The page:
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How basketry preserved a people

Zulu basketry began to die out because of tin and plastic containers, but now the craft is flourishing.


‘Lidded Basket’ by Beauty Ngxongo (10 by 18 inches, fibers, 2005). Decades ago, a neighbor taught Ms. Ngxongo how to make these traditional Zulu watertight containers. Now her work is shown in museums worldwide.

Courtesy of the Samuel P. Harn Museum of Art

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Beauty Ngxongo's basket is a domestic object shaped to hold liquids, but it also holds a community's traditions. Ms. Ngxon­go is the most renowned Zulu basket weaver alive. Her work is in New York's Metropolitan Museum of Art, major South African museums, and Washington's Smithsonian Institution.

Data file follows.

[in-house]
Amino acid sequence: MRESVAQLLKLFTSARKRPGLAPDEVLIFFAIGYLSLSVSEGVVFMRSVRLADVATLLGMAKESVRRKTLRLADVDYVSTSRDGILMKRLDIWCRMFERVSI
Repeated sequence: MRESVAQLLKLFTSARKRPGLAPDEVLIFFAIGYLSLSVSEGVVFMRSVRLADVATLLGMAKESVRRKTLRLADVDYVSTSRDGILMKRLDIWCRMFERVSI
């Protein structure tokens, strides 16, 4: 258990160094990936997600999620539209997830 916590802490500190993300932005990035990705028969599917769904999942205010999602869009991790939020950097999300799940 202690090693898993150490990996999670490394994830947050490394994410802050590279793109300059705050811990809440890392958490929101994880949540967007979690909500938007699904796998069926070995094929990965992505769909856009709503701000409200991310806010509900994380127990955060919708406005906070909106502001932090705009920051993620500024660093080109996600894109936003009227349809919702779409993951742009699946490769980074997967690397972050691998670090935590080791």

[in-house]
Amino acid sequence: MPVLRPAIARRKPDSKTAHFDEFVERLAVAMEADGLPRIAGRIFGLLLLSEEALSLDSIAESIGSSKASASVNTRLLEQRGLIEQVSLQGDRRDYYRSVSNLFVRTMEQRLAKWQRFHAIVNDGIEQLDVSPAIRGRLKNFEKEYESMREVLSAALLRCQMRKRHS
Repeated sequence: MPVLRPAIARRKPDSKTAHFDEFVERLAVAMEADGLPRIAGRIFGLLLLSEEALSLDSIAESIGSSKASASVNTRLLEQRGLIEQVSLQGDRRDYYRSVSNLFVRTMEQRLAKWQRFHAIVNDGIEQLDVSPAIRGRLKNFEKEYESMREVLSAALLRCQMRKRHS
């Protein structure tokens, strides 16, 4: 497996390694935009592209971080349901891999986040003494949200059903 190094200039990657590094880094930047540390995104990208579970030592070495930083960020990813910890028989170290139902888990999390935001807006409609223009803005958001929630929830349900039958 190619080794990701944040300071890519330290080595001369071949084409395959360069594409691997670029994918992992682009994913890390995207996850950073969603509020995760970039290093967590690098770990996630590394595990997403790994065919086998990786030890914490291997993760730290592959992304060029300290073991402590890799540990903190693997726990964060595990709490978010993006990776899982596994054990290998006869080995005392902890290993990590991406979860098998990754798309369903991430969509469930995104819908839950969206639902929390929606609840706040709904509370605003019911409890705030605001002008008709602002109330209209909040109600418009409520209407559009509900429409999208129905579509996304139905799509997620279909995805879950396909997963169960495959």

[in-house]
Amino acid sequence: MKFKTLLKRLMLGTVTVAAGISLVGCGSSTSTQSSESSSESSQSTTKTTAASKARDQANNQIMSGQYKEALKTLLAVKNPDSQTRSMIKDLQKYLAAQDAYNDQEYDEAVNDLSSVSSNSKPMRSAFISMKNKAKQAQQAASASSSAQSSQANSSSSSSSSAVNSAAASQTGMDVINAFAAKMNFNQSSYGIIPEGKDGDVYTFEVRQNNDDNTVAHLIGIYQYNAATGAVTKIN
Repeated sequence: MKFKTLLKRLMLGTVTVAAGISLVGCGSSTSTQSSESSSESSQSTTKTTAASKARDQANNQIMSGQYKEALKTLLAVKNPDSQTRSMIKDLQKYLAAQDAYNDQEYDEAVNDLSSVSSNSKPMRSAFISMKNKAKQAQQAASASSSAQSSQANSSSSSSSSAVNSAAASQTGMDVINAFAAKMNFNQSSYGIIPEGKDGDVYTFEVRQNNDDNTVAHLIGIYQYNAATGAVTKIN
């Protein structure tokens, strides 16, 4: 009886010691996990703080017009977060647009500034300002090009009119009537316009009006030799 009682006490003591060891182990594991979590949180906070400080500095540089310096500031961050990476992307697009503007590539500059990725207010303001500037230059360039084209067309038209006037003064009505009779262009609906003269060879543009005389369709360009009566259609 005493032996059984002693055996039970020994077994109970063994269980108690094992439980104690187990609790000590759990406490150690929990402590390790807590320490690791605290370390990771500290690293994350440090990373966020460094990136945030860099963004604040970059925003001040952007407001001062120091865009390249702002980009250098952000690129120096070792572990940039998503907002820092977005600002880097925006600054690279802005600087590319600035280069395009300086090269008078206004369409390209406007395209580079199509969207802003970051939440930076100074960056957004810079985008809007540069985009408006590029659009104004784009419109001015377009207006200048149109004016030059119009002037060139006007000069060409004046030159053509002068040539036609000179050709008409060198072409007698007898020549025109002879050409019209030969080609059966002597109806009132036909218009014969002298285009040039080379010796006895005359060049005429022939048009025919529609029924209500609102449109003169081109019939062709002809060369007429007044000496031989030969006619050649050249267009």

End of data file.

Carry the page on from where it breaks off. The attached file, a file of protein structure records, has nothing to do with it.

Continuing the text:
The story of Zulu basketry is one of revival. The craft was dying because of the introduction of tin and plastic containers. A Swedish minister, Kjell Lofroth, and his wife, Bertha, witnessed the decline in local crafts. When drought struck in the late 1960s and people in the rural KwaZulu-Natal Province faced starvation, Mr. Lofroth began the Vukani ("Wake up and get going") Arts Association to help single women support their families. Only three elderly women knew how to make baskets, but they taught others. A market, and the craft, flourished.


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